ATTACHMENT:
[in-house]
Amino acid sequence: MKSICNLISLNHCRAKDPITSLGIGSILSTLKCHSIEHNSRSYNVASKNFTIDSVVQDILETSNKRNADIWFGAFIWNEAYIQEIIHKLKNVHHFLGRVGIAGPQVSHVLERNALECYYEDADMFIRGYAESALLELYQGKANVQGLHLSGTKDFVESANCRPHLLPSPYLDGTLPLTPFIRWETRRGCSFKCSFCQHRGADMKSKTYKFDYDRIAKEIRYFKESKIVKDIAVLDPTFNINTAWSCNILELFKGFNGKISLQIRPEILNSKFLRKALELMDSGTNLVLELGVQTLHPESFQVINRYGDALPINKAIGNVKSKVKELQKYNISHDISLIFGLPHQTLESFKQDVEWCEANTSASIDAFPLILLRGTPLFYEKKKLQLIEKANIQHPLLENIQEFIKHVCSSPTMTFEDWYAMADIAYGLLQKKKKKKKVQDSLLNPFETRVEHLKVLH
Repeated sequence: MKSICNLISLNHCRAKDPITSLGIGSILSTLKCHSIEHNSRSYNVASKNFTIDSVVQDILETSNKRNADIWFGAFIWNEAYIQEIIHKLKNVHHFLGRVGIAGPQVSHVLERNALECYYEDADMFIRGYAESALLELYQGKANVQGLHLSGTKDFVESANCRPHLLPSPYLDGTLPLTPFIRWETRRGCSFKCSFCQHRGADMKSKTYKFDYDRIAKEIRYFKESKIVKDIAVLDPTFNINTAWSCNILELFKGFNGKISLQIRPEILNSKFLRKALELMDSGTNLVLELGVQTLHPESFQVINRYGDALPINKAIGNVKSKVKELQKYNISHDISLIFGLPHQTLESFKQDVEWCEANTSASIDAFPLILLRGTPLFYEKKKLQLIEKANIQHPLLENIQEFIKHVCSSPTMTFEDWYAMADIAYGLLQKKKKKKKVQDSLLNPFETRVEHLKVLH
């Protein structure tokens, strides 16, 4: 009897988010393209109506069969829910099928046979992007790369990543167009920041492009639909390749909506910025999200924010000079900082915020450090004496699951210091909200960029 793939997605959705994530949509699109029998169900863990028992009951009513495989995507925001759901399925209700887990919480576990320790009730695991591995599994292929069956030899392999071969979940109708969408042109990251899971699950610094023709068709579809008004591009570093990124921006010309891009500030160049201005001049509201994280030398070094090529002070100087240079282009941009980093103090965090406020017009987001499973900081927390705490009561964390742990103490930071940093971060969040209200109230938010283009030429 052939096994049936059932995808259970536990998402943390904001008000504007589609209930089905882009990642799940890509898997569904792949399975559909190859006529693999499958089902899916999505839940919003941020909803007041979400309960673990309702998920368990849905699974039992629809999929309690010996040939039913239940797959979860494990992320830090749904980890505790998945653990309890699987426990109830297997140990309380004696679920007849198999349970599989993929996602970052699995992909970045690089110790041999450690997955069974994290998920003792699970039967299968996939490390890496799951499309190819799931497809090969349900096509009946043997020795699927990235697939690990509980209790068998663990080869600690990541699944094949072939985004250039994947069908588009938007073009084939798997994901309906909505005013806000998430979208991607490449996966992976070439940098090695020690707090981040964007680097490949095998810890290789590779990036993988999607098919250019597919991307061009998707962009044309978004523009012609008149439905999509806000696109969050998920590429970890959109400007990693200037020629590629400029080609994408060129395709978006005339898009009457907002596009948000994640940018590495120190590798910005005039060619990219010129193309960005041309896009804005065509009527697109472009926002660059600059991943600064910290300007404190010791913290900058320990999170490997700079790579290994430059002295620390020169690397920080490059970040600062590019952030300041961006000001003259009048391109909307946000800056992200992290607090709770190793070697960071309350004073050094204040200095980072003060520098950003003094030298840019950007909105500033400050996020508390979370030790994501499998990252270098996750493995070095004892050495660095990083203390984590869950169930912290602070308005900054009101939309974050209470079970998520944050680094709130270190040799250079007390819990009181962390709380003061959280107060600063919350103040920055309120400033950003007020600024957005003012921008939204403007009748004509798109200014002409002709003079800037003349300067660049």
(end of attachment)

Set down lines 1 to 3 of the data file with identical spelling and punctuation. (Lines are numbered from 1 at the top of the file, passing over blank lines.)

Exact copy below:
[in-house]
Amino acid sequence: MKSICNLISLNHCRAKDPITSLGIGSILSTLKCHSIEHNSRSYNVASKNFTIDSVVQDILETSNKRNADIWFGAFIWNEAYIQEIIHKLKNVHHFLGRVGIAGPQVSHVLERNALECYYEDADMFIRGYAESALLELYQGKANVQGLHLSGTKDFVESANCRPHLLPSPYLDGTLPLTPFIRWETRRGCSFKCSFCQHRGADMKSKTYKFDYDRIAKEIRYFKESKIVKDIAVLDPTFNINTAWSCNILELFKGFNGKISLQIRPEILNSKFLRKALELMDSGTNLVLELGVQTLHPESFQVINRYGDALPINKAIGNVKSKVKELQKYNISHDISLIFGLPHQTLESFKQDVEWCEANTSASIDAFPLILLRGTPLFYEKKKLQLIEKANIQHPLLENIQEFIKHVCSSPTMTFEDWYAMADIAYGLLQKKKKKKKVQDSLLNPFETRVEHLKVLH
Repeated sequence: MKSICNLISLNHCRAKDPITSLGIGSILSTLKCHSIEHNSRSYNVASKNFTIDSVVQDILETSNKRNADIWFGAFIWNEAYIQEIIHKLKNVHHFLGRVGIAGPQVSHVLERNALECYYEDADMFIRGYAESALLELYQGKANVQGLHLSGTKDFVESANCRPHLLPSPYLDGTLPLTPFIRWETRRGCSFKCSFCQHRGADMKSKTYKFDYDRIAKEIRYFKESKIVKDIAVLDPTFNINTAWSCNILELFKGFNGKISLQIRPEILNSKFLRKALELMDSGTNLVLELGVQTLHPESFQVINRYGDALPINKAIGNVKSKVKELQKYNISHDISLIFGLPHQTLESFKQDVEWCEANTSASIDAFPLILLRGTPLFYEKKKLQLIEKANIQHPLLENIQEFIKHVCSSPTMTFEDWYAMADIAYGLLQKKKKKKKVQDSLLNPFETRVEHLKVLH